Rachel Biale says:

A critical factor is missing from the discussion of what organizations ought to be funded by the Jewish Community Federation and Jewish Community Endowment Fund (JCE), and probably not understood by most commentators. The Guidelines have led to the removal of several organizations from the list of approved grantees for DONOR ADVISED FUNDS, held by the JCE. These are organizations specifically selected by donors for their support. Thus, there is no question of someone’s gift to Federation, like Mr. Joseph Abdel Wahed’s laudable targeting his donation to support immigrant children going to college, going to another cause. That, indeed, is where HIS donation will go. But donors who in the past have selected the following organizations for their support will no longer be able to direct their donations their way: Global Exchange, Madre, National Lawyers Guild, Jewish Voice for Peace and American Friends Service Committee (The latter 2 were the cosponsors for the screening of “Rachel” at last summer’s SF Jewish Film Festival). Meanwhile, organizations that support the settlements such as The Hebron Fund, The Central Fund of Israel, American Friends of Ariel, One Israel Fund/Yesha Heartland Campaign, Friends of the College of Judea and Samaria, Inc. and several funds supporting yeshivas in settlements in the West Bank, remain on the list of “kosher” organizations (the full list of organizations supported by of donor advised funds can be viewed at:http://www.sfjcf.org/endowment/resources/donors/approvedorgs/default.asp). The implication is clear: those organizations (and individuals) militantly advocating for the settlement movement and continued Israeli control of “Judea and Samaria” (AKA the West Bank) are not “undermining the legitimacy of Israel as a Jewish and democratic state.” It strikes me as a case of incredibly blind denial to hold that ruling indefinitely over the 3.5 million and growing Palestinian population in the West Bank does not undermine Israel as BOTH a Jewish and democratic.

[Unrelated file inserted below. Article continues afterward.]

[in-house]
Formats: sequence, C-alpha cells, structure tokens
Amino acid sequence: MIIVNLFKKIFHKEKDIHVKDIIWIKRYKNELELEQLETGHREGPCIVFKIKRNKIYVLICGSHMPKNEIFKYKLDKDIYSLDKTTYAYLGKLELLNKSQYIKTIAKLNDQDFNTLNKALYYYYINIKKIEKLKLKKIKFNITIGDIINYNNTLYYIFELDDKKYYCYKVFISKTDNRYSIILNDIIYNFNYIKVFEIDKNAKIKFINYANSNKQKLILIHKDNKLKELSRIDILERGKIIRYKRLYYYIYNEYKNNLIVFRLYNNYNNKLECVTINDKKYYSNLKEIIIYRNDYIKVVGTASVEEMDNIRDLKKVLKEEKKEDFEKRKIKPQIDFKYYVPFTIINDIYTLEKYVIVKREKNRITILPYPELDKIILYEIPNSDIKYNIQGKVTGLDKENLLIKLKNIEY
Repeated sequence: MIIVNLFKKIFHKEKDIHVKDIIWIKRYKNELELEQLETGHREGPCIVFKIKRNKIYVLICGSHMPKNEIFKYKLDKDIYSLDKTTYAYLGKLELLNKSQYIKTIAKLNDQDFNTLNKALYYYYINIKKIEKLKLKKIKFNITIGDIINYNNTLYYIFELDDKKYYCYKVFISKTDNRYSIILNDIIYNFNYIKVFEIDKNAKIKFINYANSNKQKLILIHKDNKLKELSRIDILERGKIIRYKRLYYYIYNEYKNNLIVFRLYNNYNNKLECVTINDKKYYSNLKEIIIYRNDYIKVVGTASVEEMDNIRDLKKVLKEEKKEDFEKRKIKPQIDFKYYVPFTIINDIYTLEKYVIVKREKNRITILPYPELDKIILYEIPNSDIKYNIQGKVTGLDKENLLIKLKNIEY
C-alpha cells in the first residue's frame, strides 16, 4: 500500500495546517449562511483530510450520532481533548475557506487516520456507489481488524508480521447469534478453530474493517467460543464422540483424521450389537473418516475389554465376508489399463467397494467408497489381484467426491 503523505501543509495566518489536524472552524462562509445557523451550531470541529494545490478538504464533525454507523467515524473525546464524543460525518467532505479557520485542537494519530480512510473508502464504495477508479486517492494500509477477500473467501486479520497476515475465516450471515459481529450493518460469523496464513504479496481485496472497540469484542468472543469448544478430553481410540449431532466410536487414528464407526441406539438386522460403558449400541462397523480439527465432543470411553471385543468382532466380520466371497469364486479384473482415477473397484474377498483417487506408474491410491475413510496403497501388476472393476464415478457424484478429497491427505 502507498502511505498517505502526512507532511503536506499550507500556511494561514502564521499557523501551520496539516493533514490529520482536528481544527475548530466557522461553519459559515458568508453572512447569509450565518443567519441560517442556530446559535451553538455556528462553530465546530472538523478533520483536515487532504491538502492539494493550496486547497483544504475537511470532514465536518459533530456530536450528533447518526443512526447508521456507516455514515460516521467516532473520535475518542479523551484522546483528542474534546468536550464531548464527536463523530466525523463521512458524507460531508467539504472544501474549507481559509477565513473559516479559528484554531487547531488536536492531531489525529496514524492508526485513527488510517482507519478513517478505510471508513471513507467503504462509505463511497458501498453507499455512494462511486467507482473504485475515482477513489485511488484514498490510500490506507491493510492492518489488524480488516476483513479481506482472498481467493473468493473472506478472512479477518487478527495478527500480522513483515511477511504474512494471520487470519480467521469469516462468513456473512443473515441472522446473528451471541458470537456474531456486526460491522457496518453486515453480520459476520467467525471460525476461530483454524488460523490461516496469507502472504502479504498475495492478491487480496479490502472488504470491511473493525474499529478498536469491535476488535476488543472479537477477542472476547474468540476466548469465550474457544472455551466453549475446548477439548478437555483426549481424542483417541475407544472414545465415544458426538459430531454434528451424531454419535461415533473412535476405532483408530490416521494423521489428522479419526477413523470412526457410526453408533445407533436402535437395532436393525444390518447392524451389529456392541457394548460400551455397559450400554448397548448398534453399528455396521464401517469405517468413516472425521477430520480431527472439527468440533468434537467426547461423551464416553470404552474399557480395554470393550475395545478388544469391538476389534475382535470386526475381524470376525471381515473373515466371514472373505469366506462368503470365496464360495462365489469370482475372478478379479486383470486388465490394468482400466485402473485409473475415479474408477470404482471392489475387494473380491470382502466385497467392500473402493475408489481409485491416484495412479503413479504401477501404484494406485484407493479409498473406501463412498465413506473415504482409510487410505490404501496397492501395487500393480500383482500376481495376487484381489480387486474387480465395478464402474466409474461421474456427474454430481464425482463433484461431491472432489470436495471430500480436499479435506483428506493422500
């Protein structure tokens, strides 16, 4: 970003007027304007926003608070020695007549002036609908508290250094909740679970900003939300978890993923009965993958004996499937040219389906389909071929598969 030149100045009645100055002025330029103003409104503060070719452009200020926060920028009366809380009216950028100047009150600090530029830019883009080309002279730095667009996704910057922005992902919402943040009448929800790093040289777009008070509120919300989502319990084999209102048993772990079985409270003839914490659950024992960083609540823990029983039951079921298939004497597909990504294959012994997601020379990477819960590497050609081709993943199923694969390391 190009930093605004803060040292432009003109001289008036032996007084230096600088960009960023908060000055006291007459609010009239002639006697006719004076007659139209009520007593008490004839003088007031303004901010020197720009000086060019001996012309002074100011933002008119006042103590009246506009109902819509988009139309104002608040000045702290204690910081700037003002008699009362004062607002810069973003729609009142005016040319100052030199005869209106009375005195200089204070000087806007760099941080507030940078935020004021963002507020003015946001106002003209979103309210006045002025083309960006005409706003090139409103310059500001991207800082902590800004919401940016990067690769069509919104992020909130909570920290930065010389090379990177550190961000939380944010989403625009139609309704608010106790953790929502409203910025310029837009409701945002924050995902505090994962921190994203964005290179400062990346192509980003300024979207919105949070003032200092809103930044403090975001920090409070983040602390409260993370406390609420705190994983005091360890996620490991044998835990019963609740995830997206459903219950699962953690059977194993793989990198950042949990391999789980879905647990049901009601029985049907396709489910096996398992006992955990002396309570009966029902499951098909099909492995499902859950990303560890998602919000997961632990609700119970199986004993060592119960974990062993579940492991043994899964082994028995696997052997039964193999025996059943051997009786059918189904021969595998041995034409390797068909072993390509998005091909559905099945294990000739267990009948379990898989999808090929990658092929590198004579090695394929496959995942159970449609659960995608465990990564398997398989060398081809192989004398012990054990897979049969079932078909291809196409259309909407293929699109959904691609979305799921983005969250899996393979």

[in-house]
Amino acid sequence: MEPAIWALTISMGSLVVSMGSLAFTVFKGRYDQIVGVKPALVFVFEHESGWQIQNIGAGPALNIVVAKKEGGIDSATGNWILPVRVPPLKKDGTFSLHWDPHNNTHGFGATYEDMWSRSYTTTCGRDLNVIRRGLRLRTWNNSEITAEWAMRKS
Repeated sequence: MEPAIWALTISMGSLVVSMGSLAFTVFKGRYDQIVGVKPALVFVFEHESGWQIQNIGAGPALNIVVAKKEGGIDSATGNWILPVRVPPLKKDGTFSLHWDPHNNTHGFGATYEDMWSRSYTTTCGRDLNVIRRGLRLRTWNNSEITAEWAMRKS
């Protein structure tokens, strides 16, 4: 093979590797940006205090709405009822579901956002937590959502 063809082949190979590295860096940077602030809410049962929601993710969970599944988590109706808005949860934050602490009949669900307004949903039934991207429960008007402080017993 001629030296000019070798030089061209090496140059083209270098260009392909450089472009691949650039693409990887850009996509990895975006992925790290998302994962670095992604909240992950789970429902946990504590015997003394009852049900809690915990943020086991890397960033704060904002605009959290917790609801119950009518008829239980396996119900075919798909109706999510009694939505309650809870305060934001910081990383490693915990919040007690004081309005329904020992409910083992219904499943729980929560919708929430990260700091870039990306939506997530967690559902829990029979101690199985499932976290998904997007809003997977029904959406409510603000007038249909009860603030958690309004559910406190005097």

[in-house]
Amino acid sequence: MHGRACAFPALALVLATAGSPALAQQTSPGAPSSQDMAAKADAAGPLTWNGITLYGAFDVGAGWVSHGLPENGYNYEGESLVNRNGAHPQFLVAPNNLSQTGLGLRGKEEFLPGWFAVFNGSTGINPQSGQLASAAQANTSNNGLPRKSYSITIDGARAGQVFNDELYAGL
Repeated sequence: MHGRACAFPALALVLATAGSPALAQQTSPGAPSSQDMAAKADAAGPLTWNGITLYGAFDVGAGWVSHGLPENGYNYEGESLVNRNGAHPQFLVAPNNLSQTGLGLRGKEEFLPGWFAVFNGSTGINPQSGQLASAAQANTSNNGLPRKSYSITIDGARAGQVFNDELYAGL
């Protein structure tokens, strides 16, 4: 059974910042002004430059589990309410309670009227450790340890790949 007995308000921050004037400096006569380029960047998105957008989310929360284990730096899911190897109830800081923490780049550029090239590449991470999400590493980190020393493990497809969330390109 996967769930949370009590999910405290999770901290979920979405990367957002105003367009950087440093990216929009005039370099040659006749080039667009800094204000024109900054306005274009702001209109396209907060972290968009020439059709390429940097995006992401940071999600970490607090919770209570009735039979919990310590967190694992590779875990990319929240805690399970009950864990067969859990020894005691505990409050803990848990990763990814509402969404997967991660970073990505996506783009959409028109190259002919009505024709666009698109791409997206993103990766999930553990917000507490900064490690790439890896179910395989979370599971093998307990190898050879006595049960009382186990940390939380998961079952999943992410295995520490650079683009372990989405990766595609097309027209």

Look, I have little patience for hyperventilating anti-Zionists like Professor Boyarin. But the idea that the Federation is going to review organizations and individuals for ideological purity on a case-by-case basis is ridiculous: not only is it going to prevent the University from getting really worthy speakers (believe it or not, brilliant people sometimes have ridiculous politics), but the chilling effect caused by the University always having to look over its shoulder will prevent even individuals who pass the Federation’s ideological litmus test from coming. If the Federation doesn’t like the possibility that the discussion it funds might end up being a little too broad, then it should stop donating to universities, full stop, not have its politburo review every event.

And no, this has nothing to do with free speech. Yes, the university can choose to say what it wants. And yes, as many commenters have pointed out, the Federation can choose to donate to whomever it likes. And the rest of us can choose to call them pillocks.

Aron Gutman says:

I honestly don’t understand how a handful of programs raising issues critical of Israel among hundreds per year are used to characterize an organization as demonizing Israel. This rule is clearly being used to narrow the debate in exactly the place where it needs to be widened. How can the federation cut off funding to the film festival because of one film? Does this festival not serve an important cultural function in the Jewish community regardless of ‘controversy?’

nance says:

Is this just another way to label the new antisemites?

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San Francisco’s Federation puts new restrictions on its grants, worrying Bay Area Jewish-studies profs